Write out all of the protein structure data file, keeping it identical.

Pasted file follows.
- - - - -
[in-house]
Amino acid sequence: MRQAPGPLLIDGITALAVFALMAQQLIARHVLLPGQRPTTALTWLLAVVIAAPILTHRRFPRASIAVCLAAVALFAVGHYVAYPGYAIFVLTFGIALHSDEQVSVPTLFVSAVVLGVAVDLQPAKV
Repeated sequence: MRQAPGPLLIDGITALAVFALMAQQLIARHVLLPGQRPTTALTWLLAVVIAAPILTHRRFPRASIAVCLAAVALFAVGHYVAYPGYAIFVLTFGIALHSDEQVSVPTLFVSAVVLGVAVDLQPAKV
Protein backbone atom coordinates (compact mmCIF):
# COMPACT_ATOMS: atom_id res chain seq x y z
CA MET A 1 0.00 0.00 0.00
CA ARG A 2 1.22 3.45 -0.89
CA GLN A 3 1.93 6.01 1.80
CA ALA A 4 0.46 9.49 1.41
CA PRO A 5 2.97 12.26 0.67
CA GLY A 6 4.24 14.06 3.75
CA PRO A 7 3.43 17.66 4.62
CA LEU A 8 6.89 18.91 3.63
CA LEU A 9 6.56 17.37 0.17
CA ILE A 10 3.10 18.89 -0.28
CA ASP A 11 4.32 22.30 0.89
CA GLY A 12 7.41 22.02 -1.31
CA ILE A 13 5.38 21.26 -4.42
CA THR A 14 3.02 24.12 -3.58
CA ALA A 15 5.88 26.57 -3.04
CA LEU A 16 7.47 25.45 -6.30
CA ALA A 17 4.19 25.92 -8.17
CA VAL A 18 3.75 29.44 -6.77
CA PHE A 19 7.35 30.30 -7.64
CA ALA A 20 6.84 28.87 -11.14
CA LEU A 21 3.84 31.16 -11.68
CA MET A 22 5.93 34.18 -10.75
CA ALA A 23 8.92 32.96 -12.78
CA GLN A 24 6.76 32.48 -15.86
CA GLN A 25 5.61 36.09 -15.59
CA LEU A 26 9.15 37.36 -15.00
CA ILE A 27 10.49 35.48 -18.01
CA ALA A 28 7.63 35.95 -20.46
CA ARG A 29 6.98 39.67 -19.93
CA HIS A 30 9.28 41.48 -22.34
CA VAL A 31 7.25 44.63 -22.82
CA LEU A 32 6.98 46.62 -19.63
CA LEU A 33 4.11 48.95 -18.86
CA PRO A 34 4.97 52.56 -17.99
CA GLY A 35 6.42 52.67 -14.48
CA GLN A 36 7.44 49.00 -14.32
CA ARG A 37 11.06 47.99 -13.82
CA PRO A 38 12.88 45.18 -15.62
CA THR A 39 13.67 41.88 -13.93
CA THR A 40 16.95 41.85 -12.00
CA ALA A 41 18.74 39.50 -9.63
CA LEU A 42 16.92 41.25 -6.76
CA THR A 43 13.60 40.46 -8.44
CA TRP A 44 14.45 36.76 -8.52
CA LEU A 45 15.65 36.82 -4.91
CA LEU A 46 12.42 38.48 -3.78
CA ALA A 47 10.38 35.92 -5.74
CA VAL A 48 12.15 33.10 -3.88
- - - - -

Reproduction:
[in-house]
Amino acid sequence: MRQAPGPLLIDGITALAVFALMAQQLIARHVLLPGQRPTTALTWLLAVVIAAPILTHRRFPRASIAVCLAAVALFAVGHYVAYPGYAIFVLTFGIALHSDEQVSVPTLFVSAVVLGVAVDLQPAKV
Repeated sequence: MRQAPGPLLIDGITALAVFALMAQQLIARHVLLPGQRPTTALTWLLAVVIAAPILTHRRFPRASIAVCLAAVALFAVGHYVAYPGYAIFVLTFGIALHSDEQVSVPTLFVSAVVLGVAVDLQPAKV
Protein backbone atom coordinates (compact mmCIF):
# COMPACT_ATOMS: atom_id res chain seq x y z
CA MET A 1 0.00 0.00 0.00
CA ARG A 2 1.22 3.45 -0.89
CA GLN A 3 1.93 6.01 1.80
CA ALA A 4 0.46 9.49 1.41
CA PRO A 5 2.97 12.26 0.67
CA GLY A 6 4.24 14.06 3.75
CA PRO A 7 3.43 17.66 4.62
CA LEU A 8 6.89 18.91 3.63
CA LEU A 9 6.56 17.37 0.17
CA ILE A 10 3.10 18.89 -0.28
CA ASP A 11 4.32 22.30 0.89
CA GLY A 12 7.41 22.02 -1.31
CA ILE A 13 5.38 21.26 -4.42
CA THR A 14 3.02 24.12 -3.58
CA ALA A 15 5.88 26.57 -3.04
CA LEU A 16 7.47 25.45 -6.30
CA ALA A 17 4.19 25.92 -8.17
CA VAL A 18 3.75 29.44 -6.77
CA PHE A 19 7.35 30.30 -7.64
CA ALA A 20 6.84 28.87 -11.14
CA LEU A 21 3.84 31.16 -11.68
CA MET A 22 5.93 34.18 -10.75
CA ALA A 23 8.92 32.96 -12.78
CA GLN A 24 6.76 32.48 -15.86
CA GLN A 25 5.61 36.09 -15.59
CA LEU A 26 9.15 37.36 -15.00
CA ILE A 27 10.49 35.48 -18.01
CA ALA A 28 7.63 35.95 -20.46
CA ARG A 29 6.98 39.67 -19.93
CA HIS A 30 9.28 41.48 -22.34
CA VAL A 31 7.25 44.63 -22.82
CA LEU A 32 6.98 46.62 -19.63
CA LEU A 33 4.11 48.95 -18.86
CA PRO A 34 4.97 52.56 -17.99
CA GLY A 35 6.42 52.67 -14.48
CA GLN A 36 7.44 49.00 -14.32
CA ARG A 37 11.06 47.99 -13.82
CA PRO A 38 12.88 45.18 -15.62
CA THR A 39 13.67 41.88 -13.93
CA THR A 40 16.95 41.85 -12.00
CA ALA A 41 18.74 39.50 -9.63
CA LEU A 42 16.92 41.25 -6.76
CA THR A 43 13.60 40.46 -8.44
CA TRP A 44 14.45 36.76 -8.52
CA LEU A 45 15.65 36.82 -4.91
CA LEU A 46 12.42 38.48 -3.78
CA ALA A 47 10.38 35.92 -5.74
CA VAL A 48 12.15 33.10 -3.88